Movie Review: 'Epic'
The creators of 'Ice Age' and 'Rio' aim to deliver their biggest film ever and on the visual front it delivers the goods in a tremendous way. Story wise though, 'Epic' does a huge belly flop when it attempts to live up to its name
Director: Chris Wedge
Cast: Amanda Seyfried, Colin Farrell, Beyonce Knowles, Josh Hutcherson, Christoph Waltz
Director Chris Wedge, who made the first 'Ice Age' film and the voice of Scrat seems to be chasing the illusive box office acorn because everything about Epic has the musty whiff of stale storytelling. The film chronicles a teenager (Amanda Seyfried) who moves in with her estranged mad scientist dad (Jason Sudeikis) after the death of her mother. The dad has ruined his career by being obsessed with searching for a colony of fairy-like creatures in the nearby woods. The kid’s disappointment in her dad quickly gives way when she walks into the forest and is shrunken down to size after being handed a task to help save the people of the woods. It could all be a major psychological breakdown but seeing as this is a kids’ film we’re forced to believe the legitimacy of the rabbit hole.
Tiny warriors, magical forests, fairy queens, evil toads, a young girl changing fate and destiny are not exactly new concepts and 'Epic' falls hard once we know that there isn’t anything new coming our way. Once the protagonist sets off on her journey to save the forest from doom you’ll be ticking off a list of clichés the story relies on. The filmmakers make no effort to establish why the evil Boggans want to destroy the forest – they’re simply painted black and we’re expected to accept the evilness of that colour.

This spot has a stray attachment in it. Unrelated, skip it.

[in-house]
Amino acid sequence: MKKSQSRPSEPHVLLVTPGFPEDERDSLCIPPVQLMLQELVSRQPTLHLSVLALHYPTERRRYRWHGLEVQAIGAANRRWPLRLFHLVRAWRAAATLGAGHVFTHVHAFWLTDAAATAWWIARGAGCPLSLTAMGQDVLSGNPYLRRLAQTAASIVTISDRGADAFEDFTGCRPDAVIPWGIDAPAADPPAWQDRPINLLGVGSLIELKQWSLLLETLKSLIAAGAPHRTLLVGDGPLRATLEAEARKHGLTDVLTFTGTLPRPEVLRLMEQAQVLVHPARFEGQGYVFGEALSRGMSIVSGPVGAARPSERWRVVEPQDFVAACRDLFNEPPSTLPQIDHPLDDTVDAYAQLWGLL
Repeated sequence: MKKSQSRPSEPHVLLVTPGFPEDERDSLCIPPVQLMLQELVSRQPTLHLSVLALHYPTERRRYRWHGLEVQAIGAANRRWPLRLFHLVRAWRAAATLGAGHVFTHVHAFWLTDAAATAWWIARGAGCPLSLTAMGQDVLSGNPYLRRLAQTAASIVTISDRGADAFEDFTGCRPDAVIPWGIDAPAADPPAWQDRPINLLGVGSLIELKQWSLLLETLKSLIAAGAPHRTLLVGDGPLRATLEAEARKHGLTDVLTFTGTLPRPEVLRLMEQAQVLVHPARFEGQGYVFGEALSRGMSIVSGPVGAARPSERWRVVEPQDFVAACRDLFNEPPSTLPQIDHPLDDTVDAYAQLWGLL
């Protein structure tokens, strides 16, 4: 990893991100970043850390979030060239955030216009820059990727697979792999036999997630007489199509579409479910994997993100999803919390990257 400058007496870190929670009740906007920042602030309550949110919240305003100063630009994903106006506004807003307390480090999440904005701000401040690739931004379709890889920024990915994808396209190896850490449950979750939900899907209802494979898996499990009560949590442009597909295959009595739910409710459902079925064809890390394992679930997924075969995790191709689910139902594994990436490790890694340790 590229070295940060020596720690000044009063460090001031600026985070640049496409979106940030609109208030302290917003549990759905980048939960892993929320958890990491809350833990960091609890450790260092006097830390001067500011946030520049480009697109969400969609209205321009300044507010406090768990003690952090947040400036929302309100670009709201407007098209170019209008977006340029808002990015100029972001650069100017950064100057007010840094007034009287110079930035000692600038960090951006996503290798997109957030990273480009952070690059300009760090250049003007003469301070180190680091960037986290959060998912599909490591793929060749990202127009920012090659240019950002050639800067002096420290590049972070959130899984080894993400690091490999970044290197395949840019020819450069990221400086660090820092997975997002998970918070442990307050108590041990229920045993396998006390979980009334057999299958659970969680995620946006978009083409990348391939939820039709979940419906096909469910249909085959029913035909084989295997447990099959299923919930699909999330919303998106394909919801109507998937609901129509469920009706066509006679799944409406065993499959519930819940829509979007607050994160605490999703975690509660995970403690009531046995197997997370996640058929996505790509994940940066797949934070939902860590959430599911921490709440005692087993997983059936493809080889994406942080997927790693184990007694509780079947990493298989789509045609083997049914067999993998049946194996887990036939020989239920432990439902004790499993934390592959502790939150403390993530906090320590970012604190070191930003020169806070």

Despite a fairly likable protagonist Epic dwindles every time the camera cuts to the bland and unfunny supporting characters - even the generally hilarious Aziz Ansari does the same shtick from 'Parks' and 'Recreation' as a slug who constantly hits on the girl. The only fun sequences are the ones shot from the perspective of the tiny men who see the humans as huge, slow, lumbering idiots. The 3D does more harm than good in an already problematic story – the exquisite shots of the jungle foliage and its many colours are once again dimmed and blurred down by the 3D conversion. Ultimately 'Epic' doesn’t work as an adventure and it doesn’t work as a comedy, what it does is it succeeds in making us hate musician-turned-voice actor Pitbull even more than usual.